First is Bridge of Spies. Starring Tom Hanks as James Donovan, an insurance lawyer drafted into defending a Soviet spy. Three years late he is asked by the CIA to go to East Berlin, just as the Wall is being constructed to liberate U2 pilot Gary Francis Powers. Not only must Donovan battle the Soviets and East Germans, he’s given scant support by the CIA who barely acknowledge him. Furthermore, his white shoe law firm turns its back on him for “helping the enemy.” Donovan was a righteous man and stood tall for what he believed and in the process served our nation well.
Passion may hurt you more than help you in your next argument.
That’s a conclusion of new research into persuasion by a pair of university academics and reported by Shankar Vedantam of NPR. Passion, often highly prized by leaders, may actually work against that leader if he or she is trying to reach out to someone who may not agree with them. Passion works when communicating people who share your point of view but it actually does the opposite to those with whom you disagree. Anyone who has argued politics – or the merits of Star Trekover Star Wars (or vice versa) — can attest. [More on Trek vs. the Force in a moment.]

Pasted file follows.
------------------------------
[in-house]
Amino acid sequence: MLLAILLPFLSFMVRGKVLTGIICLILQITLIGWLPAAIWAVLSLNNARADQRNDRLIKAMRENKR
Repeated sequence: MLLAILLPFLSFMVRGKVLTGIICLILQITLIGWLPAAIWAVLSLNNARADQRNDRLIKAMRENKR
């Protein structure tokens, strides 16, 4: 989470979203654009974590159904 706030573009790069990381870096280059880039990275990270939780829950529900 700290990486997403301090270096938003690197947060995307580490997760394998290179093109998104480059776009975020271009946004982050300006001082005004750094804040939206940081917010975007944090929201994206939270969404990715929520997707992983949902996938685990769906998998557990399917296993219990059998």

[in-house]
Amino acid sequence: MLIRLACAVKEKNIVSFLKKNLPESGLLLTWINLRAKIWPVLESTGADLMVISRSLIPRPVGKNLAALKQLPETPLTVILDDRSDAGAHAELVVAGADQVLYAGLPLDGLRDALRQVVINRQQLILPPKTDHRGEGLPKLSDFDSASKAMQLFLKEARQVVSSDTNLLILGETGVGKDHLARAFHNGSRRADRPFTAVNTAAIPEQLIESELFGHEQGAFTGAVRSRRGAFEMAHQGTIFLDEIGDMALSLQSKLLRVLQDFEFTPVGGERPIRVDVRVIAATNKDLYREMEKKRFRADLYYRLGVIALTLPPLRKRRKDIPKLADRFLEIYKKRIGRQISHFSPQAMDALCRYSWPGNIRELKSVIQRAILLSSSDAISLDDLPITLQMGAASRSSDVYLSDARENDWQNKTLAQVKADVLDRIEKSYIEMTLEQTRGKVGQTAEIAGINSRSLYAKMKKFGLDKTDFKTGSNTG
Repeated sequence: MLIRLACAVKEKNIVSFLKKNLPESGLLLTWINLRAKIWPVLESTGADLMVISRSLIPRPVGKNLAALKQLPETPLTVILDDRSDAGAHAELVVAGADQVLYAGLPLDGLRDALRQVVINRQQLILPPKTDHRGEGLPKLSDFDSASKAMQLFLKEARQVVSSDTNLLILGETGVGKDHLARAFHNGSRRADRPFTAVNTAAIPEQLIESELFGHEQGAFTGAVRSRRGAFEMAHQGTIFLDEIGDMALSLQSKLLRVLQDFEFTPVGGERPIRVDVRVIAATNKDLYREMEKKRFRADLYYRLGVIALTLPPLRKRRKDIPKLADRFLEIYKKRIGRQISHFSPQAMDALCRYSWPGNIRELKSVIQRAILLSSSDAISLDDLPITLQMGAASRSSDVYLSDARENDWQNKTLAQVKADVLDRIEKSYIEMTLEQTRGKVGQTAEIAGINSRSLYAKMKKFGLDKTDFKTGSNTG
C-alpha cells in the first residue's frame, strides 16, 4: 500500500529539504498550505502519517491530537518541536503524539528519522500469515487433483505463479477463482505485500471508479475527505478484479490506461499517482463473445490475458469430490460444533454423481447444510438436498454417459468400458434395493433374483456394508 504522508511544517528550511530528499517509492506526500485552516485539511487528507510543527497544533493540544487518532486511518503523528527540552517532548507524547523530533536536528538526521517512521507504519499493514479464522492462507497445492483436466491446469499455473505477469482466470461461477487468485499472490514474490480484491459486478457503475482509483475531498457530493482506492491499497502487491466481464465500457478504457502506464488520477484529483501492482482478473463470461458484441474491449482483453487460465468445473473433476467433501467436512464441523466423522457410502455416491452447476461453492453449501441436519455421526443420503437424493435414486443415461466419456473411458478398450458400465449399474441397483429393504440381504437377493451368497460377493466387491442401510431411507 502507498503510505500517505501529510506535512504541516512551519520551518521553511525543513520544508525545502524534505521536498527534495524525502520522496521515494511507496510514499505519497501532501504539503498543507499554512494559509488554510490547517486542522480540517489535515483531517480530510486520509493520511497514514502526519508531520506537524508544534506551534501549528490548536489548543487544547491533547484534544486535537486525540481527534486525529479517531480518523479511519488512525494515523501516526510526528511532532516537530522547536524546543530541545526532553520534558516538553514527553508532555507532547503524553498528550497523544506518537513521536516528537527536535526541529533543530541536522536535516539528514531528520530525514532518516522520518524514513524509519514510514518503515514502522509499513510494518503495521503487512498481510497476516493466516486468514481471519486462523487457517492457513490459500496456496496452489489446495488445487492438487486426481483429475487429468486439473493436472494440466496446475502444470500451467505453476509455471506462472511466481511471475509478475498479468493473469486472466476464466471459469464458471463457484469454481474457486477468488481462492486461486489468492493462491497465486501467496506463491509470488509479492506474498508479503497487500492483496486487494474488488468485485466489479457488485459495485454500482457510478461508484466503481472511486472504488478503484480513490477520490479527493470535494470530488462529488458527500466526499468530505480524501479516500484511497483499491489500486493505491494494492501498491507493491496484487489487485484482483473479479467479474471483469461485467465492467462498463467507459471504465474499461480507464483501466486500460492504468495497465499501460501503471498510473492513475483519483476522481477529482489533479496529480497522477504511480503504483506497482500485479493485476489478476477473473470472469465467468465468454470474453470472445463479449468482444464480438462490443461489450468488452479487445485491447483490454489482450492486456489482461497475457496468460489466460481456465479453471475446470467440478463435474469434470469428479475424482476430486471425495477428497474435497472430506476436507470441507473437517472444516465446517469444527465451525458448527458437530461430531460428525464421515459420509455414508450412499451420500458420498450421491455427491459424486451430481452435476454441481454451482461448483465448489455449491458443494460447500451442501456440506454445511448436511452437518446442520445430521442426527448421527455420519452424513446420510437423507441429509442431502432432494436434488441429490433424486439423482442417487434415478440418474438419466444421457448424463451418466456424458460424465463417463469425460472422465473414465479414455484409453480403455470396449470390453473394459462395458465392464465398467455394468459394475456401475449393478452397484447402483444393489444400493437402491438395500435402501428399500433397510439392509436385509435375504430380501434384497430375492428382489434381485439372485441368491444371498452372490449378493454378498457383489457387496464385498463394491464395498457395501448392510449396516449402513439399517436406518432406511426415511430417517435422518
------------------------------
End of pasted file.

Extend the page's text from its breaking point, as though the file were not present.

Without a trace of irony, the CEO looks straight at the young Ph.D. analyst and says, “Speak as you might to a young child, or a golden retriever. It wasn’t brains that got me here, I assure you.”
That memorable line is from the movie Margin Call, the fictionalized story of the collapse of a Wall Street investment company. The CEO (played by Jeremy Irons) is not being facetious; his tone and manner (seen here on YouTube) reflects exactly what many senior executives want: simple explanations, not in the weeds details. Sadly too many rising executives fail to understand their bosses’ desire quick explanations. And so when they present to their higher ups they believe it is their duty or even their obligation to go on long, too long.
This disconnect arises for one or more of the following reasons: one, they believe they need to show what they know and prove it to everyone; two, they fail to realize that senior managers do not want to know how the sausage is made only that is available; and three, they believe in the law of plenty – if one fact is good; three are better.
You can sum up these failings with a simple statement: when presenting to a senior executive your job is to inform not educate. Executives want information so they can make up their own minds; they don’t need explanations that will be perceived as extraneous and irrelevant. And, very important, they do not want interpretation.